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Skagit River Journal

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Noel V. Bourasaw, founder (bullet) Sedro-Woolley, Washington, 98284
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Land claims and homesteads, Part 1

(Boathouse on South Fork)
Settlers in the 1860s through early 1880s often sought frontage right on the river or a stream, both for loading logs onto steamboats or for access to supplies. This photo of a houseboat on one of the lower forks of the Skagit River dates from the late 19th century and is from the collection of Fir Island descendant John G. Kamb Jr.

From The Significance of the Frontier, 1893
      From the conditions of frontier life came intellectual traits of profound importance. The works of travelers along each frontier from colonial days onward describe certain common traits, and these traits have, while softening down, still persisted as survivals in the place of their origin, even when a higher social organization succeeded. The result is that to the frontier the American intellect owes its striking characteristics. That coarseness and strength combined with acuteness and inquisitiveness; that practical, inventive turn of mind, quick to find expedients; that masterful grasp of material things, lacking in the artistic but powerful to effect great ends; that restless, nervous energy; that dominant individualism, working for good and for evil, and withal that buoyancy and exuberance which comes with freedom-these are traits of the frontier, or traits called out elsewhere because of the existence of the frontier. Since the days when the fleet of Columbus sailed into the waters of the New World, America has been another name for opportunity, and the people of the United States have taken their tone from the incessant expansion which has not only been open but has even been forced upon them. He would be a rash prophet who should assert that the expansive character of American life has now entirely ceased. Movement has been its dominant fact, and, unless this training has no effect upon a people, the American energy will continually demand a wider field for its exercise.
      But never again will such gifts of free land offer themselves. For a moment, at the frontier, the bonds of custom are broken and unrestraint is triumphant. There is not tabula rasa [Latin for "a need or opportunity to start from the beginning"]. The stubborn American environment is there with its imperious summons to accept its conditions; the inherited ways of doing things are also there; and yet, in spite of environment, and in spite of custom, each frontier did indeed furnish a new field of opportunity, a gate of escape from the bondage of the past; and freshness, and confidence, and scorn of older society, impatience of its restraints and its ideas, and indifference to its lessons, have accompanied the frontier. What the Mediterranean Sea was to the Greeks, breaking the bond of custom, offering new experiences, calling out new institutions and activities, that, and more, the ever retreating frontier has been to the United States directly, and to the nations of Europe more remotely. And now, four centuries from the discovery of America, at the end of a hundred years of life under the Constitution, the frontier has gone, and with its going has closed the first period of American history.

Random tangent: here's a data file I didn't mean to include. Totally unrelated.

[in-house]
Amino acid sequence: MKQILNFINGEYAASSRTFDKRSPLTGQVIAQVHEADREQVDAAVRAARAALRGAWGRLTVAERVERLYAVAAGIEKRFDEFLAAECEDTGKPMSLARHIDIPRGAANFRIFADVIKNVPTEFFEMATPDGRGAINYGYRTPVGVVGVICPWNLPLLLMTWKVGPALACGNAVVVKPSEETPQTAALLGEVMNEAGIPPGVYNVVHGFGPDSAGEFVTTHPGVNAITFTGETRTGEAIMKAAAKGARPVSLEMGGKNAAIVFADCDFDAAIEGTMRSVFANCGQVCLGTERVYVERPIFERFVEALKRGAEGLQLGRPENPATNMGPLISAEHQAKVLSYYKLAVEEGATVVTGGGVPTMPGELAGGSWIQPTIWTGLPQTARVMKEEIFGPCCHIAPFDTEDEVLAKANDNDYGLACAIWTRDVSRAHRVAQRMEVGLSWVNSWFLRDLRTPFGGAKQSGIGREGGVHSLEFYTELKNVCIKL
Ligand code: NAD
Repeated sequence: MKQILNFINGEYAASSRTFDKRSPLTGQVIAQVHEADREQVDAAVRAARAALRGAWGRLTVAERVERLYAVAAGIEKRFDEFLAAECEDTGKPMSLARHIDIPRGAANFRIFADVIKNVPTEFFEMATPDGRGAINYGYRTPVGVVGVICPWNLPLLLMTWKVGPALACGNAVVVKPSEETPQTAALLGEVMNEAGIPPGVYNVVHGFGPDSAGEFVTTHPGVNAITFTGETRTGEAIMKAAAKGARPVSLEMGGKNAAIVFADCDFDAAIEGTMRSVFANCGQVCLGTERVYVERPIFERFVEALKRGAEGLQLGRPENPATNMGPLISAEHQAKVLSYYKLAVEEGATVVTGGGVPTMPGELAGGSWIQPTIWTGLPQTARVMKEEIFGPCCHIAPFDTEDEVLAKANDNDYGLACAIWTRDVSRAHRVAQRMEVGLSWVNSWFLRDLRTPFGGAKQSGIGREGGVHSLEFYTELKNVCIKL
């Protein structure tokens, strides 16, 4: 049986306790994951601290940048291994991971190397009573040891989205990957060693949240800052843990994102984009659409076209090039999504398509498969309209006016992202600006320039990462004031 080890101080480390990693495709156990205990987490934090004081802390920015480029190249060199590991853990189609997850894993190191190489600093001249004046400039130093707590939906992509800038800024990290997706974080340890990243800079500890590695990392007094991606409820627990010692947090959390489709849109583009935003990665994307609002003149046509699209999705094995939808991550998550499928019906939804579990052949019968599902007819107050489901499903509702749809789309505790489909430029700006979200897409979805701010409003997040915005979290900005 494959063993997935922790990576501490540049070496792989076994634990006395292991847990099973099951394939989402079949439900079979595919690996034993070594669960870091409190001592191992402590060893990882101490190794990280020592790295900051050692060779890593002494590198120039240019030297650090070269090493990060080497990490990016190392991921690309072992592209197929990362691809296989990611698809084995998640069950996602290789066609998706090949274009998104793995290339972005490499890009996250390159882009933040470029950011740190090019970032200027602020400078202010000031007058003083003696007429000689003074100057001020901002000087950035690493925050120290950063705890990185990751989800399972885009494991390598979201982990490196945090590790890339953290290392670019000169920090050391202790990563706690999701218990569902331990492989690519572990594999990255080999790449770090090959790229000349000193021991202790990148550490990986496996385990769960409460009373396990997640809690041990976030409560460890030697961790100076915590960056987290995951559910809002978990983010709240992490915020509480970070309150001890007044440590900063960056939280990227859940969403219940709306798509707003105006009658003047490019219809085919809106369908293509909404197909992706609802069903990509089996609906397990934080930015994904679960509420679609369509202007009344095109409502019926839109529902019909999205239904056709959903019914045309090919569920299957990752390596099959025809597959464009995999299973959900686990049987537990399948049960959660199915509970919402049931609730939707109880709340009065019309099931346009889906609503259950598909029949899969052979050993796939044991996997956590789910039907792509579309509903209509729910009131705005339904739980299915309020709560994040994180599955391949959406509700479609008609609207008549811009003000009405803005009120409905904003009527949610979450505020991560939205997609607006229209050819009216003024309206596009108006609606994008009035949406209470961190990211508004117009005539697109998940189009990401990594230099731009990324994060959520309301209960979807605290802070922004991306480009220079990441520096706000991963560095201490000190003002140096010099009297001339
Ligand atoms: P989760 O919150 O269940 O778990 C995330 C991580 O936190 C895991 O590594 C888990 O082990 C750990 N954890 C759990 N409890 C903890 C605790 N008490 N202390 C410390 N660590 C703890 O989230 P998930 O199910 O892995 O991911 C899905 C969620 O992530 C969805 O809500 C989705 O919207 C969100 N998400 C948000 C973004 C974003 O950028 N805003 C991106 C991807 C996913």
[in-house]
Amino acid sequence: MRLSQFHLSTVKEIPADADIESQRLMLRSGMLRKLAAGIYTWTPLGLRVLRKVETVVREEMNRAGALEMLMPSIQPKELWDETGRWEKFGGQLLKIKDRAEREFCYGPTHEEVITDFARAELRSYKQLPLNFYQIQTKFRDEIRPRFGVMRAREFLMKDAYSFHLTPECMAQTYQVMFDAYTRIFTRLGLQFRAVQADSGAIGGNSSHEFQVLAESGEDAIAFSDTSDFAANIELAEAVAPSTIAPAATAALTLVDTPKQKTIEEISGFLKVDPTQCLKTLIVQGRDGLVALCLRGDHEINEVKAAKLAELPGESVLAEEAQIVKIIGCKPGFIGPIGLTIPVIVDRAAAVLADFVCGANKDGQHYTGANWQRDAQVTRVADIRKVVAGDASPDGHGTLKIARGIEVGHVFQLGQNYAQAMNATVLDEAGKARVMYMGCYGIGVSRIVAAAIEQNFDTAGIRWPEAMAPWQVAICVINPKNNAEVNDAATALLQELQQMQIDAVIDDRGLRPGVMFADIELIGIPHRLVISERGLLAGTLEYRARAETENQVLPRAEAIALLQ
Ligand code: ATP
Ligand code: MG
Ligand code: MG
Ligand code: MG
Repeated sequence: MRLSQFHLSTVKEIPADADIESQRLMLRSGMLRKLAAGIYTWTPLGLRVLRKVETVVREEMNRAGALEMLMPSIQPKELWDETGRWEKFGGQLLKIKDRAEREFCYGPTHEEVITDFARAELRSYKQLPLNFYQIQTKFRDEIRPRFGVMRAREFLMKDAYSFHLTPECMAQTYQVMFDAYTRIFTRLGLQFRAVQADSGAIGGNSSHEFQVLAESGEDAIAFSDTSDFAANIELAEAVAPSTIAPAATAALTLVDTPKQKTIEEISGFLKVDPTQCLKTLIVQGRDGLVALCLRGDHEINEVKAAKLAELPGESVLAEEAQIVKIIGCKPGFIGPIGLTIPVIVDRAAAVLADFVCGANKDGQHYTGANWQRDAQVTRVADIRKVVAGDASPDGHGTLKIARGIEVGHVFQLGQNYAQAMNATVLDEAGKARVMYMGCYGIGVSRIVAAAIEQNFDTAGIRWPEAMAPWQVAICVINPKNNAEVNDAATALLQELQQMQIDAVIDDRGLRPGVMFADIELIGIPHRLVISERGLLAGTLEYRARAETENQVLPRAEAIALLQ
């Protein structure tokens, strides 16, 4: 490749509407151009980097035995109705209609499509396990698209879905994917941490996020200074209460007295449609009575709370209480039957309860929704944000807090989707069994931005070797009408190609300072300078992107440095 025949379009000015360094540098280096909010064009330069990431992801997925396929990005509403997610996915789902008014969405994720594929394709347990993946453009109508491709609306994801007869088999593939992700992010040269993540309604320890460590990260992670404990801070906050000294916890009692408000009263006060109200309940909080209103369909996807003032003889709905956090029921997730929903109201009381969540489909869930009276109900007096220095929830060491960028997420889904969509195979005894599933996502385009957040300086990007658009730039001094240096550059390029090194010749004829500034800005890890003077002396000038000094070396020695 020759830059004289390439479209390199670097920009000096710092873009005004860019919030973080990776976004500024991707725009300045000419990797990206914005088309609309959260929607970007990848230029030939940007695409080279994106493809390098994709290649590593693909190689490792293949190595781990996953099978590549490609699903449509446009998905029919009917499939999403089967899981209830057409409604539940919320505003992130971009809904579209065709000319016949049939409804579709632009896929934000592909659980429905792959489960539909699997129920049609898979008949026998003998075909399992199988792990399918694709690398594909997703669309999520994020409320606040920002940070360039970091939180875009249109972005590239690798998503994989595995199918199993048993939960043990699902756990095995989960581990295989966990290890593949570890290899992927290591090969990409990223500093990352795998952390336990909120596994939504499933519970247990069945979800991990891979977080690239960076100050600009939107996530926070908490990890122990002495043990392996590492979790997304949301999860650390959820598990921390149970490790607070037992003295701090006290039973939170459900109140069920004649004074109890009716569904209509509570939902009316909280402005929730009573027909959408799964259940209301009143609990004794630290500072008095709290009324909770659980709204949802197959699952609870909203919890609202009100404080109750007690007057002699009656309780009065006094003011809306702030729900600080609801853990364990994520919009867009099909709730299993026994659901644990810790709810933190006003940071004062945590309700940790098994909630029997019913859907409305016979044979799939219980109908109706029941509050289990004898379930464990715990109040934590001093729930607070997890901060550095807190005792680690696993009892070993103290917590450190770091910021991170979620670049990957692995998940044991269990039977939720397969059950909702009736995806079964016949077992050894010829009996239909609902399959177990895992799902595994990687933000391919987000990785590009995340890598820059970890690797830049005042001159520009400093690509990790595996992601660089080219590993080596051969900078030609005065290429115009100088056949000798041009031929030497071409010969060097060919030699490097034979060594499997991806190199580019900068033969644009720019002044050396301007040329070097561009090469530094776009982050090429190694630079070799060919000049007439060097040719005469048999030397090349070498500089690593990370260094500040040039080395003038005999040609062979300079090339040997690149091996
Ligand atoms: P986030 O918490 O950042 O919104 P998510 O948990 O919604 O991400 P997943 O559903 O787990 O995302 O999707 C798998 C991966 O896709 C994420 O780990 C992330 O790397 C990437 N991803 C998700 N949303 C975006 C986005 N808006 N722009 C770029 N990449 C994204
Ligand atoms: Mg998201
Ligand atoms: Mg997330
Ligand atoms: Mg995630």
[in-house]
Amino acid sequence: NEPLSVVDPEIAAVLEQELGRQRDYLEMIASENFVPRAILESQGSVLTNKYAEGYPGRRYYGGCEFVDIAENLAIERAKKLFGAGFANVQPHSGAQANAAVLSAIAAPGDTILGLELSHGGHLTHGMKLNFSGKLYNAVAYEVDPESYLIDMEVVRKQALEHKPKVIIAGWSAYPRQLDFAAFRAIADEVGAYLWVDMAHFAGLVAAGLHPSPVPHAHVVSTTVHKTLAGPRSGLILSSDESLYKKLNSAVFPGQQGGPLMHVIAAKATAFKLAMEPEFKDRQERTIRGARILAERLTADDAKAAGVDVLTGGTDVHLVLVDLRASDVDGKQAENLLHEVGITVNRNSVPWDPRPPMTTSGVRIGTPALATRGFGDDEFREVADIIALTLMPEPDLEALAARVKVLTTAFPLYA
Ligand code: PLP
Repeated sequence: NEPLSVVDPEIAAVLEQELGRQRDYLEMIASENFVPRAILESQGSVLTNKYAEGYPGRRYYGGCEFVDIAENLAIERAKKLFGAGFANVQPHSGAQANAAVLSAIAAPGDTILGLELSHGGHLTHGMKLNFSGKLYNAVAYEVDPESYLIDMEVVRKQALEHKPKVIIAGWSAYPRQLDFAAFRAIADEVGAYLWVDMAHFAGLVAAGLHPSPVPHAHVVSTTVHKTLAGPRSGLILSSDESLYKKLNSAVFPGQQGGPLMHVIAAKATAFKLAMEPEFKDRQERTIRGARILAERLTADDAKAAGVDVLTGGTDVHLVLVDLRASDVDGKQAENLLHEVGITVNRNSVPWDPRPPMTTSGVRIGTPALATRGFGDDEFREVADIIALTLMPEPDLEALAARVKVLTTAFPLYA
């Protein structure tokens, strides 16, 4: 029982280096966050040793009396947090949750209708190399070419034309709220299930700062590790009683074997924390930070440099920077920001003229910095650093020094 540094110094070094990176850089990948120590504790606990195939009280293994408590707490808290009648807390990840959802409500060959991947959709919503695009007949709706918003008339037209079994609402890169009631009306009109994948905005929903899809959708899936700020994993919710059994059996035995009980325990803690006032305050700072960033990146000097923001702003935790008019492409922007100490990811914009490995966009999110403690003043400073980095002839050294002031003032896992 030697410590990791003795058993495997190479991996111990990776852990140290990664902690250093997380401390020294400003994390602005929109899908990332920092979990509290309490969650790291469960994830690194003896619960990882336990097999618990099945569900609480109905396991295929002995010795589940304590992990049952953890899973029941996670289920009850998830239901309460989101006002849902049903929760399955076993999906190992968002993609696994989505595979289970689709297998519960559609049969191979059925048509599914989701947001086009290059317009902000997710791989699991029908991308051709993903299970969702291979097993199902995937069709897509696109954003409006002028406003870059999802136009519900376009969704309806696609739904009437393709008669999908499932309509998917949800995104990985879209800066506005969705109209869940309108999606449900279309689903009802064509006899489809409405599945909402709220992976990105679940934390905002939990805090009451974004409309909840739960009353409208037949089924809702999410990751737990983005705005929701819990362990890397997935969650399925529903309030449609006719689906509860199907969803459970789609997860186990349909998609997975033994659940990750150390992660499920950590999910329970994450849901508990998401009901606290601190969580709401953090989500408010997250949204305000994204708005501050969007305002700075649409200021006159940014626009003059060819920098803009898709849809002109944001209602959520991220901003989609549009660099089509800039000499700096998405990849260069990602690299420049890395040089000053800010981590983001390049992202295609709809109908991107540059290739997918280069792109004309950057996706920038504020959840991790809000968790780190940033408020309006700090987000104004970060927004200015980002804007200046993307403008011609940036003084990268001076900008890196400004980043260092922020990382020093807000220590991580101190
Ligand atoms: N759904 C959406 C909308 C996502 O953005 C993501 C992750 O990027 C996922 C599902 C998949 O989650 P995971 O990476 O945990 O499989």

—By Professor Frederick Jackson Turner

Skagit River land experience

(Chilberg cabin)
This cabin was built by Carl J. Chilberg, patriarch of the Pleasant Ridge family that emigrated from Sweden to Iowa in 1846 and to the Skagit valley in 1871. Farms and structures like these were typical of early settler homes in the homesteading days. The Chilberg cabin was the longest standing of such homes in the valley.

By Noel V. Bourasaw, Skagit River Journal ©2004

This is a very complex subject. We have tried in our two parts to cover the laws at least superficially. We welcome any comments and suggestions from readers about how to make the stories better or correct any errors.

      Settlers flocked to the forested areas of Washington state towards the end of the nineteenth century because railroad and shipping companies advertised all over the country and the world about free or cheap land. They also offered that those on the move could achieve their dream: opportunity to move up rapidly with your skill and a house of your own on your own plot of land. Many folks came from areas of Europe or older sections of the US where wealthy families or corporations locked up acreage. Once a settler located land along the Skagit river that had either not been claimed or had been abandoned, there were a variety of ways to claim it. Much of this land was not surveyed until the mid-1880s, so he had to stake a claim and then consult with land attorneys in Seattle or an official land commissioner such as J. Henry Smith, who settled in Woolley in 1890.
      Crude hand-drawn maps of the area demarcated land according to townships and ranges. The Land Ordinance Act of 1785 initiated rectangular surveys starting in Ohio. Western lands [mainly clustered around the Mississippi river] were laid out on paper into townships that were six miles square with 36 sections. Two government agencies became important institutions to the settlers. The roots of the Bureau of Land Management (BLM) roots go back to the 1785 act and the Northwest Ordinance Act of 1787. Those laws affected the public lands that the original 13 colonies ceded to the Federal government after the War of Independence and then the lands that were acquired by the United States from Spain, France, and other countries. Congress directed that they be explored, surveyed and made available for settlement. In 1812, Congress established the General Land Office [GLO] in the Department of Treasury to oversee the disposition of those federal lands and the speculators hung around the GLO and courthouses daily. Nearby you were bound to see a shingle hanging over the street from a Victorian house, advertising a hungry attorney who could help you wade through the sometimes-complex laws and paperwork. Or he might just write a letter for you if you were illiterate or help you find an honest banker who would cash a bank note, assay your gold or arrange travel for you to head back home to get your family or arrange for them to join you on the frontier.